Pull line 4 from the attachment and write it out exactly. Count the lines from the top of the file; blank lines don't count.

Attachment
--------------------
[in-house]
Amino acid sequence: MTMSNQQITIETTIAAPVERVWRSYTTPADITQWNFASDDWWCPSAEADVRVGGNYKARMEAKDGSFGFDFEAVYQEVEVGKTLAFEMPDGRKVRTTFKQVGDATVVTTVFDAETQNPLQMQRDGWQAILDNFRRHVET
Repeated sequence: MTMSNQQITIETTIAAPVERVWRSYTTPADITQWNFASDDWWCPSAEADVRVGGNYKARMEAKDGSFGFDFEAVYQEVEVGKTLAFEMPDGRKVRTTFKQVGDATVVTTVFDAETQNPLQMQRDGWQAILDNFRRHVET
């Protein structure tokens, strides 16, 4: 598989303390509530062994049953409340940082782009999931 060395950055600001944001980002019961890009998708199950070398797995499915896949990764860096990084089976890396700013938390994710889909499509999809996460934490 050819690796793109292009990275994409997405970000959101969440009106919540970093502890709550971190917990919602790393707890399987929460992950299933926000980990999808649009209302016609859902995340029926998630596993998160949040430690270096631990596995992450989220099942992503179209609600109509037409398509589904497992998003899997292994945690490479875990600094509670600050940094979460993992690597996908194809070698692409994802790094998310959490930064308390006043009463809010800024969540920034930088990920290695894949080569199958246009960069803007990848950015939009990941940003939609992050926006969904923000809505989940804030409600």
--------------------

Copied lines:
């Protein structure tokens, strides 16, 4: 598989303390509530062994049953409340940082782009999931 060395950055600001944001980002019961890009998708199950070398797995499915896949990764860096990084089976890396700013938390994710889909499509999809996460934490 050819690796793109292009990275994409997405970000959101969440009106919540970093502890709550971190917990919602790393707890399987929460992950299933926000980990999808649009209302016609859902995340029926998630596993998160949040430690270096631990596995992450989220099942992503179209609600109509037409398509589904497992998003899997292994945690490479875990600094509670600050940094979460993992690597996908194809070698692409994802790094998310959490930064308390006043009463809010800024969540920034930088990920290695894949080569199958246009960069803007990848950015939009990941940003939609992050926006969904923000809505989940804030409600």